When you close your eyes and imagine the very best version of yourself, what do you see?
That was the question asked by Ralf Bohlmann during a detox conference I attended. Maybe you see yourself with five kilos less, maybe you have tighter thighs or more abs. I’m pretty sure you have a clear picture in your head. The question is, how do you become this version of yourself?
I know myself that the way is pretty hard. It usually means you have to skip dessert, go to the gym instead of to the cinema or go with the veggies instead of the French fries. So how do you stay motivated to finally become the best version of yourself and is sports and dieting alone really the answer?
I thought that this topic fits perfectly at the end of a year when everybody seems to be motivated to start into the new year better than they ended the last one. However, often those new years resolutions are unrealistic and leave us unsattisfied with ourselves. That's why it is so important to have a realistic view on what's feasible and what's good for us.
Becoming the best version of yourself, is indeed not only about dieting and sport. Instead, five components are essential:
- Food / Nutrition
- Motion / Sport
- Relaxation / Stress-Management
- Way of Thinking
It is not enough to do good in just one or two of these components. They all work together and if just one component is out of order, the whole system will be out of balance.
1. Food / Nutrition
Food has one function mainly: it has to provide us with energy, nutrients and with vital substances.
a. What is Energy?
To grow, stay alive, be active, and stay warm we all need energy. The food and drinks we consume contain carbohydrate, protein, and fat, which then provide us with energy.
The amount of energy a food contains is measured in units of calories or kilojoules. The amount of energy per gram is called the energy density. The energy density of foods with fewer calories per gram such as vegetables, fruits, lean protein- and carbohydrate-rich foods is relatively low, while foods with a high fat and/or low water content such as fried snacks, crackers, nuts or chocolate have a higher energy density.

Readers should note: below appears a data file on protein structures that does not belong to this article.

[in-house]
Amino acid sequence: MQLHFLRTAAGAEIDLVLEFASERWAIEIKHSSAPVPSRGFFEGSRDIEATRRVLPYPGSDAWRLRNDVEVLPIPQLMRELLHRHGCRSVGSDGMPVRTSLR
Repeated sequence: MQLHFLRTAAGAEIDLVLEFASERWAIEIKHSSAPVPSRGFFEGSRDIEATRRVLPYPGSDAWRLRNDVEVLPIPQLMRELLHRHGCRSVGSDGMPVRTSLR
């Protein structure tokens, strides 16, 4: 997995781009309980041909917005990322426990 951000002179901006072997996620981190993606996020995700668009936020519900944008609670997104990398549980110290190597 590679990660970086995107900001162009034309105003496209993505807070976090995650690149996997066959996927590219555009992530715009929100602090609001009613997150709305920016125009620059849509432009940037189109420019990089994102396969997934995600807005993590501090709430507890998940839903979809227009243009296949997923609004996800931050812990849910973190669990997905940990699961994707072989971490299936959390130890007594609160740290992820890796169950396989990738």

The most important source of energy for the body is the carbohydrate. It fuels both the brain and the muscles. You’ll find carbohydrate in starchy foods, e.g. rice, bread, pasta, potatoes or cereals.
b. What are Nutrients
In order to work properly, our body needs nutrients. An essential nutrient is one that our body cannot synthesize on its own. Therefore, it must be provided by the diet. The six essential nutrients include carbohydrates, protein, vitamins, water, minerals, and fat.
c. What are Vital Substances
To allow the smooth functioning of all metabolic processes, vital substances are essential constituents. They are needed in varying amounts. Vital substances are thought to include all the vitamins, trace elements and minerals as well as the amino acids, essential fatty acids, and fibre. All these substances are found in vegetable food. That is why as kids we are taught to eat five portions of fruit and vegetables a day.
2. Motion / Sport
We all know how important it is to stay active in order to be healthy. That doesn’t mean that you have to go to the gym for hours, though. An active lifestyle can already be of help. In order to stimulate your body, you should be on your feet as often as possible. Take the stairs instead of the elevator, go to work by bike and leave the car or just go for a short walk during lunch break. Those tiny changes of your day can already help.
a. How often should I workout?
The American Heart Association suggests at least 150 minutes per week of moderate exercise or 75 minutes per week of vigorous exercise, to improve overall cardiovascular health. If we think of a six-day week with one day off that makes 25 minutes of moderate exercise. That should be doable! To really stay fit, though, it would be a good idea to also train your muscles two to three times a week and to really push up your heartbeat once in a while.
3. Relaxation / Stress-Management